Homemade "Go Anywhere" Grain Augers

"It's as simple to move them from one bin to another as it is to move an empty truck out and a loaded one in," says Sterling Wolery, Joplin, Mont., wheat and barley producer who built three of the slickest "go anywhere" self-propelled grain augers you ever saw. They're loaded with features not found on factory-made commercial augers.

With all three models, the key feature is fast, easy movement down the road (at 50 mph) or from bin to bin. All three are equipped with built-in safety ladders running lengthwise along the tube so workers can easily run to the top of the bin to open the lid, and to make periodic inspections as the bin is being filled.

Another key feature of the augers is that they can empty bins as well as fill them. The low "input" end of the auger can be driven up to the bin door and then work its way into the bin for gravity unloading of all except the last 1,200 or so bushels, which is removed by attaching a drag auger. "They also work great for moving grain in or out of flat storage, and for cleaning out trucks that are stuck in the field. We can drive one of the augers right out into the field, run the input end up to the rear of the disabled truck and unload its content into another truck," explains Wolery.

He built his first self-propelled auger, a 60 footer with a 10 in. dia. tube, last year. He stripped a 1954 Chevrolet truck frame and lengthened it to 7 ft. to better accommodate the long auger. An old Buick 401 engine was added, along with automatic transmission. "With the frame stretched out, it makes the old truck drive and ride better," notes Wolery.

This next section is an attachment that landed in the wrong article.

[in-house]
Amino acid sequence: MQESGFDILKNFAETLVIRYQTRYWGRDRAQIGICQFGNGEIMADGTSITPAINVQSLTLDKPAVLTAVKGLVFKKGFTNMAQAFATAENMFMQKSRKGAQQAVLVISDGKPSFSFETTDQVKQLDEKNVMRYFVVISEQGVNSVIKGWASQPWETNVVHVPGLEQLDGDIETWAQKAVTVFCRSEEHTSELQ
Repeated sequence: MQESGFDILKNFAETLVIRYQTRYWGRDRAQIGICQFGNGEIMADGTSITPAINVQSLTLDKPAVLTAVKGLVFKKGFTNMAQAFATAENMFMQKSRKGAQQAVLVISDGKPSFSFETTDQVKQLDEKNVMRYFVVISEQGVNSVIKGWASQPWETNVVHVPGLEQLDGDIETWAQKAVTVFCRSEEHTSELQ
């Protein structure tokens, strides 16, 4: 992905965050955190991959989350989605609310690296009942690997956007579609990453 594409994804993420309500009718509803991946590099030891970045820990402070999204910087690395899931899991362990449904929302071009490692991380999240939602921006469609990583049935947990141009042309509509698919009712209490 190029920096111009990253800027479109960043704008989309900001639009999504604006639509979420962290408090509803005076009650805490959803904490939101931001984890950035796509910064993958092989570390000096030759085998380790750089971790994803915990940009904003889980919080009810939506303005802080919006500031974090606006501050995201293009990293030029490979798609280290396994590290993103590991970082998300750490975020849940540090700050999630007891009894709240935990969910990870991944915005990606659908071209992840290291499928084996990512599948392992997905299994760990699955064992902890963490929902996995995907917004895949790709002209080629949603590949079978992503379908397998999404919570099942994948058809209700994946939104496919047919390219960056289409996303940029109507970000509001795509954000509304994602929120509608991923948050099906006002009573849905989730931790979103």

He built the other two models this year. One is equipped with an 8 in. dia. tube 50 ft. long. It's built on an International, K-5 frame and is powered by a Chevrolet 283 engine. The other sports a 10 in. dia. auger 60 ft. long, same as the first auger Wolery built. However, unlike the older 60 footer, it can be fitted with a drag auger for cleaning out bins. Its frame and engine were salvaged from a 1953 Ford 2-ton truck.

Both newer augers are equipped with wing stabilizers on the rear which, when extended, are 17 1/2 ft. wide. Hydraulic components run the augers, the raising and lowering mechanisms, and the stabilizers. A hydraulically-powered cable winch raises the augers' rear ends; a hydraulic cylinder lifts the front ends. A small hydraulic motor turns the winching mechanism, which is secured by an ordinary brake and drum from an old car.

"The hydraulic lift is fast. You can change bins and be set up again in 5 minutes," says Wolery.